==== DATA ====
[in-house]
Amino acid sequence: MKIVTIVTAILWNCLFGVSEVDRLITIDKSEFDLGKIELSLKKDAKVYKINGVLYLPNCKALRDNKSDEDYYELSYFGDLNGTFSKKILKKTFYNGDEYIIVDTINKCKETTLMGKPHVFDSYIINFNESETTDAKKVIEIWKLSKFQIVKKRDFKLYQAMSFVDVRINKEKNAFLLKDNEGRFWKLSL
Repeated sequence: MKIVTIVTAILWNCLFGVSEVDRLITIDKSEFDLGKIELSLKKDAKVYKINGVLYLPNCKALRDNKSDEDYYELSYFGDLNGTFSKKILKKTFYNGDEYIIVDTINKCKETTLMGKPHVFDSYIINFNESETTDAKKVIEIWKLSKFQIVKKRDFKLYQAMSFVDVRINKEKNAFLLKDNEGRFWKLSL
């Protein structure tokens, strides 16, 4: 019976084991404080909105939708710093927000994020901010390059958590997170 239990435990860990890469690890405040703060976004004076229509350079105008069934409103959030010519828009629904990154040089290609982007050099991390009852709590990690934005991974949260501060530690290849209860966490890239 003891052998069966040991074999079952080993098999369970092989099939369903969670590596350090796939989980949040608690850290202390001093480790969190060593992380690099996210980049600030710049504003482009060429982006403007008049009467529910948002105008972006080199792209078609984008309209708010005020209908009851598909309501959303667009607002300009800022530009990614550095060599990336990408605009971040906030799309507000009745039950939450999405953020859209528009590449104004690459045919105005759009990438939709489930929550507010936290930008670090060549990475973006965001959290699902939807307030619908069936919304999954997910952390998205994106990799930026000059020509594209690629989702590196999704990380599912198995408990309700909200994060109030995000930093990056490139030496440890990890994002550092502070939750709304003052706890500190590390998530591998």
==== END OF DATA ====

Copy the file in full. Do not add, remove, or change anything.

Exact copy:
[in-house]
Amino acid sequence: MKIVTIVTAILWNCLFGVSEVDRLITIDKSEFDLGKIELSLKKDAKVYKINGVLYLPNCKALRDNKSDEDYYELSYFGDLNGTFSKKILKKTFYNGDEYIIVDTINKCKETTLMGKPHVFDSYIINFNESETTDAKKVIEIWKLSKFQIVKKRDFKLYQAMSFVDVRINKEKNAFLLKDNEGRFWKLSL
Repeated sequence: MKIVTIVTAILWNCLFGVSEVDRLITIDKSEFDLGKIELSLKKDAKVYKINGVLYLPNCKALRDNKSDEDYYELSYFGDLNGTFSKKILKKTFYNGDEYIIVDTINKCKETTLMGKPHVFDSYIINFNESETTDAKKVIEIWKLSKFQIVKKRDFKLYQAMSFVDVRINKEKNAFLLKDNEGRFWKLSL
């Protein structure tokens, strides 16, 4: 019976084991404080909105939708710093927000994020901010390059958590997170 239990435990860990890469690890405040703060976004004076229509350079105008069934409103959030010519828009629904990154040089290609982007050099991390009852709590990690934005991974949260501060530690290849209860966490890239 003891052998069966040991074999079952080993098999369970092989099939369903969670590596350090796939989980949040608690850290202390001093480790969190060593992380690099996210980049600030710049504003482009060429982006403007008049009467529910948002105008972006080199792209078609984008309209708010005020209908009851598909309501959303667009607002300009800022530009990614550095060599990336990408605009971040906030799309507000009745039950939450999405953020859209528009590449104004690459045919105005759009990438939709489930929550507010936290930008670090060549990475973006965001959290699902939807307030619908069936919304999954997910952390998205994106990799930026000059020509594209690629989702590196999704990380599912198995408990309700909200994060109030995000930093990056490139030496440890990890994002550092502070939750709304003052706890500190590390998530591998």